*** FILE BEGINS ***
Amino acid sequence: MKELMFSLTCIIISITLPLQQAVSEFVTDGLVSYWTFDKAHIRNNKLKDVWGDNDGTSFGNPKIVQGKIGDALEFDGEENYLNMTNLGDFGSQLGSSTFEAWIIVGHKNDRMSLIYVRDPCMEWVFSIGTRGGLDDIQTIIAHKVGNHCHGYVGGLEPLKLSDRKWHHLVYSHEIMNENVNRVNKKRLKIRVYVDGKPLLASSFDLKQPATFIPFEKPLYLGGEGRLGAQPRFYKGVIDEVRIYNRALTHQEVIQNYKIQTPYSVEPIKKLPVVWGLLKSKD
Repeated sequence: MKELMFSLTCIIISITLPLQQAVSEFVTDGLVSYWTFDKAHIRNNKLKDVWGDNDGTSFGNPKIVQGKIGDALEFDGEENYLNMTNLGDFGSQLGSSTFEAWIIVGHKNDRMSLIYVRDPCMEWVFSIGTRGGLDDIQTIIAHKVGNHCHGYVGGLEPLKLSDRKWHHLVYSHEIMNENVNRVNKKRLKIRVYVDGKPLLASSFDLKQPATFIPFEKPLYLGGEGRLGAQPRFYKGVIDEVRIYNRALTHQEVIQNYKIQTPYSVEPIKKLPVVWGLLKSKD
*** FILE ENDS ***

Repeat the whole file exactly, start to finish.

Amino acid sequence: MKELMFSLTCIIISITLPLQQAVSEFVTDGLVSYWTFDKAHIRNNKLKDVWGDNDGTSFGNPKIVQGKIGDALEFDGEENYLNMTNLGDFGSQLGSSTFEAWIIVGHKNDRMSLIYVRDPCMEWVFSIGTRGGLDDIQTIIAHKVGNHCHGYVGGLEPLKLSDRKWHHLVYSHEIMNENVNRVNKKRLKIRVYVDGKPLLASSFDLKQPATFIPFEKPLYLGGEGRLGAQPRFYKGVIDEVRIYNRALTHQEVIQNYKIQTPYSVEPIKKLPVVWGLLKSKD
Repeated sequence: MKELMFSLTCIIISITLPLQQAVSEFVTDGLVSYWTFDKAHIRNNKLKDVWGDNDGTSFGNPKIVQGKIGDALEFDGEENYLNMTNLGDFGSQLGSSTFEAWIIVGHKNDRMSLIYVRDPCMEWVFSIGTRGGLDDIQTIIAHKVGNHCHGYVGGLEPLKLSDRKWHHLVYSHEIMNENVNRVNKKRLKIRVYVDGKPLLASSFDLKQPATFIPFEKPLYLGGEGRLGAQPRFYKGVIDEVRIYNRALTHQEVIQNYKIQTPYSVEPIKKLPVVWGLLKSKD